00:12 GMT25 November 2020
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    In the ever amplifying race for domination of the world’s oceans, the Canadian government had set aside a small fortune to upgrade its navy. But after a series of snags, Ottawa may be forced to pay an even larger sum on even fewer ships.

    The original plan proposed by the Conservative government in 2010 was to spend $21.5 billion (C$26.2 billion) replacing 12 frigates and three destroyers. These retiring vessels would be replaced with 15 modern warships.

    But according to officials, that original fleet estimate has been downgraded to "up to 15 vessels," and while the exact number of new ships being built is not known at this time, they will likely end up costing more than the projected cost.

    The estimated starting cost is now $21.5 billion, according to Business Insider.

    "Do we think that the C$26.2 billion is going to become the sort of ceiling cost in the time frame we’re talking about? Perhaps not," an anonymous official told Reuters. "We do have to constrain this. Do we land with fewer ships, as is happening with our allies?"

    Once the red tape is settled, the new fleet will be built by Irving Shipbuilding. Construction will be a gradual process, ending in 2040.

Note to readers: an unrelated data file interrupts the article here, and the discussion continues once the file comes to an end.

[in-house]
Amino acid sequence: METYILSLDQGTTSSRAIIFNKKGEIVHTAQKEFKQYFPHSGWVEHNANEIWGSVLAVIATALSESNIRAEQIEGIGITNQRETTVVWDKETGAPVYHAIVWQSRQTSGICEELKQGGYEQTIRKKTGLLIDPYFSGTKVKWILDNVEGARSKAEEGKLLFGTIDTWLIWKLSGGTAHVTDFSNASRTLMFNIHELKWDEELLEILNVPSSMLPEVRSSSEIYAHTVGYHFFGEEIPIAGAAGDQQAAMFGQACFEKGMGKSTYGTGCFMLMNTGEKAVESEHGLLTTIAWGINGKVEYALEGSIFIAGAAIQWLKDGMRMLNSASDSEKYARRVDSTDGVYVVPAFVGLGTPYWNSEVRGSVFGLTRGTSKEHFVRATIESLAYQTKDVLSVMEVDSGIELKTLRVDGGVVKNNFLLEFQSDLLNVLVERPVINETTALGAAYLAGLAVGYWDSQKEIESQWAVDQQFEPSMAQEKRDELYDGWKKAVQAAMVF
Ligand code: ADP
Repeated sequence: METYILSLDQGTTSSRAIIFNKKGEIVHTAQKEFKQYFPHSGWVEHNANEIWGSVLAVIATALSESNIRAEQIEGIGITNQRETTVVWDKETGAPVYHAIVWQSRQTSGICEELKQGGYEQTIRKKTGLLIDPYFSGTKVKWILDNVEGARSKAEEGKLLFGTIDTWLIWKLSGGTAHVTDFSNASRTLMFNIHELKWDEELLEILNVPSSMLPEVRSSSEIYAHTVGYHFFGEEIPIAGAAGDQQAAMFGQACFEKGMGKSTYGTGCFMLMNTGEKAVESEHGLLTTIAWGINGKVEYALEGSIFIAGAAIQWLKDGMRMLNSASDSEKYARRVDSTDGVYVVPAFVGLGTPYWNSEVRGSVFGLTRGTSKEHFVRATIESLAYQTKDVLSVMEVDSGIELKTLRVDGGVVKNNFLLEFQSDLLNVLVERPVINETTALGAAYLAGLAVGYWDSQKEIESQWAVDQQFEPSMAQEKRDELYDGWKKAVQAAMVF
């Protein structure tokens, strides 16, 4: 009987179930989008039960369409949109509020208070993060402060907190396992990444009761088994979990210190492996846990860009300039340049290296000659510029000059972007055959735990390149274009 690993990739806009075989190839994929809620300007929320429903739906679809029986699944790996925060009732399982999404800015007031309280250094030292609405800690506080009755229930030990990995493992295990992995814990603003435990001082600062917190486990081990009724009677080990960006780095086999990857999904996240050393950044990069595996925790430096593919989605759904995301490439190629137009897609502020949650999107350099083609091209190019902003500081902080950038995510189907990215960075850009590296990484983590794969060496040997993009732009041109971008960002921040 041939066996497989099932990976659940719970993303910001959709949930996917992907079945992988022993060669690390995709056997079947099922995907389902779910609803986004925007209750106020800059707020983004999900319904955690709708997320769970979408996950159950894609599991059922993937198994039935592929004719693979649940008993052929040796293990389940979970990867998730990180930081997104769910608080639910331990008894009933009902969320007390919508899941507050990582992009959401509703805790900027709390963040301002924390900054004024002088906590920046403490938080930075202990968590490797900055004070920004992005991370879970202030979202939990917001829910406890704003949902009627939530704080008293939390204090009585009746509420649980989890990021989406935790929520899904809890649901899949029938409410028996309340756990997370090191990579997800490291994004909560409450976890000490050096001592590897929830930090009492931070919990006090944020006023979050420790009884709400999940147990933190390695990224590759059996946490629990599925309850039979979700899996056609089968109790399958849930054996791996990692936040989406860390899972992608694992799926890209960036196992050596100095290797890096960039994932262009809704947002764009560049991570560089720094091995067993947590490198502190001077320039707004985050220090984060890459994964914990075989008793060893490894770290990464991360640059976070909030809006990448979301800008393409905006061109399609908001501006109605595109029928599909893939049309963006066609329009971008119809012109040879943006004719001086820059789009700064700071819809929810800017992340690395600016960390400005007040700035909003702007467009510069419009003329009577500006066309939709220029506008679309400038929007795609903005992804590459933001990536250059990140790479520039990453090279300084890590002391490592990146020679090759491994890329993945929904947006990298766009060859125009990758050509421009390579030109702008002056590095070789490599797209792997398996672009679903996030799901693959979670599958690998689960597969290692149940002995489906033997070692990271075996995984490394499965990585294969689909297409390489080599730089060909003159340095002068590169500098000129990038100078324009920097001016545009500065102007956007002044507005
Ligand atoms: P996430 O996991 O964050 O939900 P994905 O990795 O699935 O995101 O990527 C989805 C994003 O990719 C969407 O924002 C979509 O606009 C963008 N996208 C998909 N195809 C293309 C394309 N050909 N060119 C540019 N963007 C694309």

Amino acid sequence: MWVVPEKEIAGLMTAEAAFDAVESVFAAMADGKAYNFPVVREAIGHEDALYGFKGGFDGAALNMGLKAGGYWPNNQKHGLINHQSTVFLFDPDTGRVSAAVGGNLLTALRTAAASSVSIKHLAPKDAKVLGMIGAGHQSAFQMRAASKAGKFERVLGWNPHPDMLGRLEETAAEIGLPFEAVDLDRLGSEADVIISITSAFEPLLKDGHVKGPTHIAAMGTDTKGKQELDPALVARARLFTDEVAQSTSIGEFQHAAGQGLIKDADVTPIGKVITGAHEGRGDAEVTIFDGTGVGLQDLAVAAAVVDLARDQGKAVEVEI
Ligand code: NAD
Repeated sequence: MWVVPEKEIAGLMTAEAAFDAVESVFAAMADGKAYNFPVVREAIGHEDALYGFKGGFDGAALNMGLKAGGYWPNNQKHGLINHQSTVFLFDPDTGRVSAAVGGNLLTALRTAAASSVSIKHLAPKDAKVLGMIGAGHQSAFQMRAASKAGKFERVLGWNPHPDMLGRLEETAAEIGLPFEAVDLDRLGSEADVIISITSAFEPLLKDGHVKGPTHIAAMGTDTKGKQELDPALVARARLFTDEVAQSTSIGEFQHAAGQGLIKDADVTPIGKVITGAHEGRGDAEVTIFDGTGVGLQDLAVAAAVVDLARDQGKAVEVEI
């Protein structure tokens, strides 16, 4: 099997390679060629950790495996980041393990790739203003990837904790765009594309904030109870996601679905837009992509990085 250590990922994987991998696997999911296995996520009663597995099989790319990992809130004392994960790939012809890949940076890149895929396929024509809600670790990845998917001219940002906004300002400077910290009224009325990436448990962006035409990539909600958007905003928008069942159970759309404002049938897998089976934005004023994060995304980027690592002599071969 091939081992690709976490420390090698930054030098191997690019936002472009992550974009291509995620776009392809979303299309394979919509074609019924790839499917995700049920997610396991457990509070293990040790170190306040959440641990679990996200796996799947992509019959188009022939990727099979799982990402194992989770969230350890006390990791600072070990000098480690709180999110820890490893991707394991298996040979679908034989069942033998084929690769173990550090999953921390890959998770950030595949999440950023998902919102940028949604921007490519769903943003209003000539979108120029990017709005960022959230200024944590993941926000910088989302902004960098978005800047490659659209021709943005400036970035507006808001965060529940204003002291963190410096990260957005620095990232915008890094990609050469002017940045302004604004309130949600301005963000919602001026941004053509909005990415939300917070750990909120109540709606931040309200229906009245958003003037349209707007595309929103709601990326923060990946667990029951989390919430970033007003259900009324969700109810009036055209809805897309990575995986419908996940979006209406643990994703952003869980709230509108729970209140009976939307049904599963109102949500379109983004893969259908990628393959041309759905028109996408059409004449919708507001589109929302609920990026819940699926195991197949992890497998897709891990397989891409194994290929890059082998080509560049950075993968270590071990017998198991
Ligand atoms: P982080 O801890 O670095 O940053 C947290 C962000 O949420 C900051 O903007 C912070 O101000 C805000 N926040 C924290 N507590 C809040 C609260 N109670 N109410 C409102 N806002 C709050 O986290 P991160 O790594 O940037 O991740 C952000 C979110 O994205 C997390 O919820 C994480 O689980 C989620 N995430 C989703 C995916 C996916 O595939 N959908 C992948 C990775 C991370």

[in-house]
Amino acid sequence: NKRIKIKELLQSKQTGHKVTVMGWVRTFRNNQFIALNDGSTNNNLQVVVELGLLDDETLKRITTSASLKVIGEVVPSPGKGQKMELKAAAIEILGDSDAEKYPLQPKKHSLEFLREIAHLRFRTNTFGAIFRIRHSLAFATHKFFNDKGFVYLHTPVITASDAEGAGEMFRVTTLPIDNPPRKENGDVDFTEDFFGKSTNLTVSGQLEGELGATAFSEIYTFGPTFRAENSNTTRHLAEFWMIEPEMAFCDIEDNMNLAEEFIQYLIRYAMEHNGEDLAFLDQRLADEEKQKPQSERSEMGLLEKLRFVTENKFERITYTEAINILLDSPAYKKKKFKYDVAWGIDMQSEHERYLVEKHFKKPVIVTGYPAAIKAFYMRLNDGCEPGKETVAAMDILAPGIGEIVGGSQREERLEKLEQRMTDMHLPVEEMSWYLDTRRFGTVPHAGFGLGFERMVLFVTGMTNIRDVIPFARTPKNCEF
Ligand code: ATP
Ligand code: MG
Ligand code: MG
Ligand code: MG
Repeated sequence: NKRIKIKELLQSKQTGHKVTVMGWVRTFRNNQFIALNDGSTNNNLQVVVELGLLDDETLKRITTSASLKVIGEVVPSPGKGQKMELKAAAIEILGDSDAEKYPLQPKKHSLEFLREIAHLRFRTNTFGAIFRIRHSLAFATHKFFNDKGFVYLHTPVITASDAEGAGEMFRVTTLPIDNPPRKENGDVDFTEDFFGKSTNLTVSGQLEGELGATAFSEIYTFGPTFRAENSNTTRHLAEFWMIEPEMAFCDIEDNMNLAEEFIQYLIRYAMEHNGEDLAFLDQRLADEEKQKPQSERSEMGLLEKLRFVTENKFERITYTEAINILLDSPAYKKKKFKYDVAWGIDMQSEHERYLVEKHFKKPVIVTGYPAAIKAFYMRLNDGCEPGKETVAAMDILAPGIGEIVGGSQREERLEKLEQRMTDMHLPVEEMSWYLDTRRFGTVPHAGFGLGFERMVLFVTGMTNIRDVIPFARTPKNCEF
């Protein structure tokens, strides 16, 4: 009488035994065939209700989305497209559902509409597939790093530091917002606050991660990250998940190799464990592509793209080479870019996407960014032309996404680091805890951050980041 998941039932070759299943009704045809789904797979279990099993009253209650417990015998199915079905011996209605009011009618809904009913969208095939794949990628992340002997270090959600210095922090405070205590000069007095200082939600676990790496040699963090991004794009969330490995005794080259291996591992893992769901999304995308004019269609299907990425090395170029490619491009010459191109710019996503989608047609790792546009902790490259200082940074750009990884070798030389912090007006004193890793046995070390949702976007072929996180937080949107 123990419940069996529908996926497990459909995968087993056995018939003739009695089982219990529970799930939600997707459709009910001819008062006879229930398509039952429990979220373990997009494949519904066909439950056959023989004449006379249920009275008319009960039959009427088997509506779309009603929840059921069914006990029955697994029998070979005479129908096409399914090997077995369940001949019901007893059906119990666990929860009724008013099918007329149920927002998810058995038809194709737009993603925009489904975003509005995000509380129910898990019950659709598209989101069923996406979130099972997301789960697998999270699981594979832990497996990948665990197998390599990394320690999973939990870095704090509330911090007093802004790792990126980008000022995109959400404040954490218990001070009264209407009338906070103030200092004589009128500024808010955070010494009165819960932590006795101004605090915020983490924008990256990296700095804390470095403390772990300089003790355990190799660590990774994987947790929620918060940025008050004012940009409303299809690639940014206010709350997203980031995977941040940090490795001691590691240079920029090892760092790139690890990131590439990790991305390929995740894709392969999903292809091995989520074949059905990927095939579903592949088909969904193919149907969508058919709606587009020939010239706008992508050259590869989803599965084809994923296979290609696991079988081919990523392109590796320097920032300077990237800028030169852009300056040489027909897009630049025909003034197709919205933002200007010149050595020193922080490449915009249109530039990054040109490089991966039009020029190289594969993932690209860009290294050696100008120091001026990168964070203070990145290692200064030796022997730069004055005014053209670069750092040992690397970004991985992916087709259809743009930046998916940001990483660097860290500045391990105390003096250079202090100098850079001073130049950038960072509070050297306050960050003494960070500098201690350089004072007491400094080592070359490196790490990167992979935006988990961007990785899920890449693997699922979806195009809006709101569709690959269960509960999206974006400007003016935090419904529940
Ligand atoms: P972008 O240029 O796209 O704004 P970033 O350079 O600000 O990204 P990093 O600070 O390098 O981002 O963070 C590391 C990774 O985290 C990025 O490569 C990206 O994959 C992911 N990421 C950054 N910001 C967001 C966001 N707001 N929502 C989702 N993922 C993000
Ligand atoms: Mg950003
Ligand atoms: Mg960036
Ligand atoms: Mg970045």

Adding to complications is the project’s start-date.  While current estimates indicate that construction will begin in the middle of the coming decade, that timeframe has its own obstacles. For one, the shipbuilding port in Halifax has to be upgraded. The Canadian government has already invested $500 million into that endeavor.

    Even once those shipyard upgrades are complete, the government has other naval contracts that have to be fulfilled. A new fleet of Arctic patrol ships must be completed before the warships can be built, and that project, too, has run over budget. With an original estimate of $3.1 billion for six to eight patrol ships, the government has now lowered its expectations, building five or six ships.

    Even though fewer patrol ships are being built, that price tag has increased to $3.5 billion.

    The mess seems to be a pattern for the Canadian military. The government had also proposed a C$9 billion deal in 2010 which would replace the ageing CF-18 fighter jets with 65 F-35s. That project was abandoned in 2012 after Canadian officials were caught lying about the program’s true costs.

    The cancellation may have been fortuitous, as the F-35 has had an infamous number of setbacks. Independent probes have found crippling problems in the jet’s maintenance systems, flight maneuverability, and even, most recently, its engine.

    Similarly, the US has also had its own naval budget problems. Last week, the US House Armed Services Committee’s Seapower and Projection Forces subcommittee proposed new legislation which would cut down on the time that Navy ships could be out of service for upgrades.


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    CF-18, F-35, warships, military spending, US House Armed Services Committee, US Navy, Royal Canadian Navy, Arctic, Canada
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